The Complete Guide to Supplemental Unemployment Benefits

  • 1. What Is A SUB Plan?

A Supplemental Unemployment Benefits Plan (SUB Plan) is smart alternative to traditional severance. It is an IRS approved, tax-exempt vehicle used by employers to maintain weekly income for permanently or temporarily displaced employees while generating considerable cost savings for the organization.

2. How SUB Plans Work

Under a SUB Plan, the employer-paid severance benefit is offset by the amount of State Unemployment the employee is eligible to receive. Displaced employees maintain their pre-displacement wage, while employers save 30-50% when compared to traditional severance.

Savings attained by a SUB Plan are generated from three sources:

Elimination of Payroll Tax: Under a SUB Plan, separation payments are treated as “benefits” rather than as “wages,” and are thus exempt from the payment of payroll taxes (FICA, FUTA, and SUI) for both the company and the benefit recipient. This reduces the benefit costs for the employer while ensuring slightly increased take-home pay for the displaced employee.

Integration with State Unemployment Insurance (UI): The displaced employee’s income is maintained, but now comes from two sources, employer-sponsored SUB-pay and state UI benefit, thus reducing the benefit cost for the employer on a dollar-for-dollar basis.

Duration Management: SUB Pay acts as a bridge to a released employee’s next opportunity. Because SUB pay is tied to the employee’s eligibility for State UI, payments cease when a displaced employee obtains new employment. An employee may receive a “reemployment bonus” of some percent of the remaining benefit allotment as a taxable bonus. Reemployment rewards a displaced employee for finding new work prior to the expiration of their benefit period while still creating savings for the employer.

Typically, organizations that implement a SUB Plan will save between 25-50% when compared to traditional severance plans. SUB-Plans present a win-win solution to the challenges presented by a reduction in force.

Supplemental-Unemployment-Benefits-Graphic
Graphic depicting the cost of traditional severance (left) compared to the cost of SUB plans (right). The elimination of the employee tax and state UI contribution means the overall employer contribution is significantly lower.

3. History of SUB Plans

The Supplemental Unemployment Benefits Plan was initially created in the 1950s as a way to provide a more meaningful benefit to individuals affected by reductions in force, as state unemployment benefits were often inadequate to support displaced workers and their families during times of layoffs.

Unions, especially in the auto and steel industries where seasonal and cyclical layoffs are common, advocated for supplemental pay to lessen the disparity between their former wage and the state Unemployment Insurance (UI) benefit. However, because many states disallow individuals from receiving state UI while collecting “wages,” the receipt of supplemental wages would thereby disqualify individuals from receiving the state benefit that the supplemental wages were meant to supplement in the first place.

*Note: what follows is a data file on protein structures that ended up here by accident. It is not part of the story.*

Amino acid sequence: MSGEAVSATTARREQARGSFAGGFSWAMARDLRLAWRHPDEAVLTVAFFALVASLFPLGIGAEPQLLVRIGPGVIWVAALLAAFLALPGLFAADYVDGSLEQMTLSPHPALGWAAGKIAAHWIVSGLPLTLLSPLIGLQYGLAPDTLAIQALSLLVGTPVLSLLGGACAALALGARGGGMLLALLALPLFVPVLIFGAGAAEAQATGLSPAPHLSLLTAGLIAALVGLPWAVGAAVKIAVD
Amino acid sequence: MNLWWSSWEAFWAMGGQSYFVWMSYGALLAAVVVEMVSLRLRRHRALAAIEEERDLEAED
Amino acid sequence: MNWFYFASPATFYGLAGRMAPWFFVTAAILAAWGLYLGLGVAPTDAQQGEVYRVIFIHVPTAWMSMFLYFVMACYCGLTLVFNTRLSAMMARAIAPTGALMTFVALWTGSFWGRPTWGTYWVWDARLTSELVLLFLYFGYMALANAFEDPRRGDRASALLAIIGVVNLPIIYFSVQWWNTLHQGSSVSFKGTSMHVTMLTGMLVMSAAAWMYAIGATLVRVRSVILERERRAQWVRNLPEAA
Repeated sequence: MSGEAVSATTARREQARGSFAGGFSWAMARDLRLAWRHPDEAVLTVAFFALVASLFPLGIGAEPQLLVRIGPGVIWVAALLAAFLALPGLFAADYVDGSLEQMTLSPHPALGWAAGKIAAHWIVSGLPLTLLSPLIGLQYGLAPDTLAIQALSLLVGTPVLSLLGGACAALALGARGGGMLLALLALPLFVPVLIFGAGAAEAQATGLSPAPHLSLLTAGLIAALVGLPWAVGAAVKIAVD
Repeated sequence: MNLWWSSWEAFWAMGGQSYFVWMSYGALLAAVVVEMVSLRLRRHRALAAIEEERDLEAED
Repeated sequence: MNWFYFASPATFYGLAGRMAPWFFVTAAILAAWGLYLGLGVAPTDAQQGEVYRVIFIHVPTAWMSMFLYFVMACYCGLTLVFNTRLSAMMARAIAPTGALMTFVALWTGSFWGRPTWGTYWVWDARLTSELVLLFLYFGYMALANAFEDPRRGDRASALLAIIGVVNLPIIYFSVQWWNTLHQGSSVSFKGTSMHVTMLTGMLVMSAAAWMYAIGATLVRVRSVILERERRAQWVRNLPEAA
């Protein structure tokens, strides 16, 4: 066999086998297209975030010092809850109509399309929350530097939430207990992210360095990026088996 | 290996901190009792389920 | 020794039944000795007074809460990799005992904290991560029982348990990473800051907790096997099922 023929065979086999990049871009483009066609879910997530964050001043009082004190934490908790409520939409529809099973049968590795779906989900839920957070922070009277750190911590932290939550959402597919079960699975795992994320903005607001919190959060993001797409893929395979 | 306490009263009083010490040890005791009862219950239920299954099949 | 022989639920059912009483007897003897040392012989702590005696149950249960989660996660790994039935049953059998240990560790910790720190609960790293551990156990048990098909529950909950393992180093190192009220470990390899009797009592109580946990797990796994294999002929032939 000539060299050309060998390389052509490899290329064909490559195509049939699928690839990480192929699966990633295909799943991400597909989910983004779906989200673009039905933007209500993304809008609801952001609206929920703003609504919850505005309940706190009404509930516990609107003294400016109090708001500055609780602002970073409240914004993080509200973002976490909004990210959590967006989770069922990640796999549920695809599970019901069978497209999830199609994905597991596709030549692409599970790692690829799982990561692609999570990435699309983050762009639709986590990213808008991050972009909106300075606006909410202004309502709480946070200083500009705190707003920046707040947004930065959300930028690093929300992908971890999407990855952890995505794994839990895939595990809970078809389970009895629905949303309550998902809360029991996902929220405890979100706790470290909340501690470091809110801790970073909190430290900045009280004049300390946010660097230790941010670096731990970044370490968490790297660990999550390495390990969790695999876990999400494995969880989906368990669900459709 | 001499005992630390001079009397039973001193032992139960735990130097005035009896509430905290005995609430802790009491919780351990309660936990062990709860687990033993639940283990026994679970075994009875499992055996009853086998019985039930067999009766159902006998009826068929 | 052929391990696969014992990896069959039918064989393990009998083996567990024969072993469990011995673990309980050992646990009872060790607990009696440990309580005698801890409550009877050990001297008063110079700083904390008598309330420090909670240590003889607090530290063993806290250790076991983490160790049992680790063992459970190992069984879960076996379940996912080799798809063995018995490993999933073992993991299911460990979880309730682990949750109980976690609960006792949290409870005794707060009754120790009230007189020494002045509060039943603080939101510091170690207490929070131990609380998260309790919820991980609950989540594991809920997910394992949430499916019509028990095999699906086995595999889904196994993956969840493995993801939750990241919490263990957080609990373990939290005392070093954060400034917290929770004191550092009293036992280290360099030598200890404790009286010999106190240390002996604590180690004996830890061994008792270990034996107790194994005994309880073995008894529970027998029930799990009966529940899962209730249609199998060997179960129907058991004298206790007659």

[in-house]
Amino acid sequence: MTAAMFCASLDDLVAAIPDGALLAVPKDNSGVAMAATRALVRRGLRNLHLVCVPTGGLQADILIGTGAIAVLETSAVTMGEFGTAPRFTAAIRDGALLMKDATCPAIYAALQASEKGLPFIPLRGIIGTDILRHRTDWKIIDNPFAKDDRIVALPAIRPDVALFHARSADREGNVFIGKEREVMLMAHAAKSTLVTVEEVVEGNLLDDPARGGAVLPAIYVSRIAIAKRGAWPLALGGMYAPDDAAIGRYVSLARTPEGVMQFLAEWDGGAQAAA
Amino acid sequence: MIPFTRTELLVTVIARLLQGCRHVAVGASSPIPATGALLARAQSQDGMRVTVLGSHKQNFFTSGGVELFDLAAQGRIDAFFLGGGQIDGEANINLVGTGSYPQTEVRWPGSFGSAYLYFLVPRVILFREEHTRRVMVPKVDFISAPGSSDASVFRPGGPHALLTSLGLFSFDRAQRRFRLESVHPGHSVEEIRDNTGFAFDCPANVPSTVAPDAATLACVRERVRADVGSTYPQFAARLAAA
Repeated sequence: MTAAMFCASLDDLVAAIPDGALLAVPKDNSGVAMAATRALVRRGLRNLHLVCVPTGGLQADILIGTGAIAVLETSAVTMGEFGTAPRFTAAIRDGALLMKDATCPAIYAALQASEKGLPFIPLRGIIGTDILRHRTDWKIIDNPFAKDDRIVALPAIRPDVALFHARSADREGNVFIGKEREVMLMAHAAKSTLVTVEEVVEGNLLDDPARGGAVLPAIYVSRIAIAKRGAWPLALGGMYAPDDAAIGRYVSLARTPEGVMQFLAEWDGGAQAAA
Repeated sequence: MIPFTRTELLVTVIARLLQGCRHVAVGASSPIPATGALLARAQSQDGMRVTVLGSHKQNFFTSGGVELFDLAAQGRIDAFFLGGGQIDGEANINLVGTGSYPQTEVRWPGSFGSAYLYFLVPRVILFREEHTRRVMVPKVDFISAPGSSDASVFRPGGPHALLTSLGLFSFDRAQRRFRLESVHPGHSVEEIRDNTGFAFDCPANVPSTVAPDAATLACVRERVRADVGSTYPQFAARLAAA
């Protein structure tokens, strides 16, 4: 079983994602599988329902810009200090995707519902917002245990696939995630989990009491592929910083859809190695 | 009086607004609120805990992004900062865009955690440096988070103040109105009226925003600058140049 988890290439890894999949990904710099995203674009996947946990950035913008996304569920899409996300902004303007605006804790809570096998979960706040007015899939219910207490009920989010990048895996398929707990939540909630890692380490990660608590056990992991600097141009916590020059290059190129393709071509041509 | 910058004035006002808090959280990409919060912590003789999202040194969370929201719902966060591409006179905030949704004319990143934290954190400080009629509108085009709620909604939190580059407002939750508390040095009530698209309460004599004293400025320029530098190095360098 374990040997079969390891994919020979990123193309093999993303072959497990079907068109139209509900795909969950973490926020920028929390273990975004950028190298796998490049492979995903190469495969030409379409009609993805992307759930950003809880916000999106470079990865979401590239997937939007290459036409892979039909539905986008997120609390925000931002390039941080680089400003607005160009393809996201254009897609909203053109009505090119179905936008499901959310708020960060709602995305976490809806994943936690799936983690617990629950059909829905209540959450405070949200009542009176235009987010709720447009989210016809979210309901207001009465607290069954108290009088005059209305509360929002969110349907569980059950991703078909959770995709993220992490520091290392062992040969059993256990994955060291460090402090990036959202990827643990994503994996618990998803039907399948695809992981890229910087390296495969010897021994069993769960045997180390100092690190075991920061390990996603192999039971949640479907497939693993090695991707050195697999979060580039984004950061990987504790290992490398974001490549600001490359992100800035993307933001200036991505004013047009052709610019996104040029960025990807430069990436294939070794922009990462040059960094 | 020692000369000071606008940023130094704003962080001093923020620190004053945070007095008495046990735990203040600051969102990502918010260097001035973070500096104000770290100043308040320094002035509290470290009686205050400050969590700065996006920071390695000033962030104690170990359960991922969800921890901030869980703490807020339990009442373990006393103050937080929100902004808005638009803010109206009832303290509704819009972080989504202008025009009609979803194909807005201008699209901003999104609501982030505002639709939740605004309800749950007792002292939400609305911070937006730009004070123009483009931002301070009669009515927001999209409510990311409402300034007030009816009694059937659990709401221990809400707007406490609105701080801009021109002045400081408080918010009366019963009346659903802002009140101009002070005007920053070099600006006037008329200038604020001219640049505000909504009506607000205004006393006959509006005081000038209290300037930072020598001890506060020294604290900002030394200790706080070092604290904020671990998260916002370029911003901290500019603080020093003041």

To adjust for this, the IRS made a correction to the definition of “wages” so that it excluded SUB pay. SUB pay was reclassified as a “benefit” which can be collected in conjunction with State UI and by definition is payroll tax exempt for both the employee and employer.

For many years, the Supplemental Unemployment Benefits Plan was used mainly in the union and collective bargaining environment. Due to the often complicated administration requirements, it is only in the last 20 years that employers within other industries have discovered its value through using 3rd party providers, like TSI, to set up and administer their plans. Today, SUB Plans are offered by all types of employers to any type of W-2 employee.

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4. Benefits of SUB Plans vs. Traditional Severance

There are several benefits to both employers and employees when comparing SUB Plans to traditional severance packages. To make an informed decision about which program is a fit for an organization, it’s essential to understand the nuances of the two programs.

Taxes

As discussed above, SUB Plans are not subject to FICA taxes when administered properly. The employer saves 7.65% on the SUB payments it makes, and the employee also benefits from their 7.65% of tax savings, increasing the total take-home pay a released employee receives.

Cash Flow

Traditional severance plans can come in lump sum or periodic payment plans. From a purely HR perspective, it may seem like a generous option to make a lump-sum payment at the time of separation. That said, fiscal prudence often dictates that payments made over time are easier for the employee to manage. As such, while a lump sum payment may seem beneficial in the short term, in the long-term it can create a stressful situation for an employee struggling to budget for the coming weeks. SUB Plans are always administered over time. They’re an efficient way for organizations to manage cash flow and set displaced employees to succeed during an unemployment period.

Better Terms

With a traditional severance plan, employers are responsible for payment of the full amount, regardless of the duration of unemployment. SUB Plans, however, differ from this in two ways. For one, the SUB Plan payment structure leverages state UI and the employee’s weekly pay in order to maintain the employee’s income while unemployed. For example, if an employee’s pay had been $800 per week prior to termination, and was eligible to receive $400 per week in State UI benefits, the employer would only be responsible for the difference of $400.00 per week. In the most efficient version of the plan, payments cease when an employee finds new employment.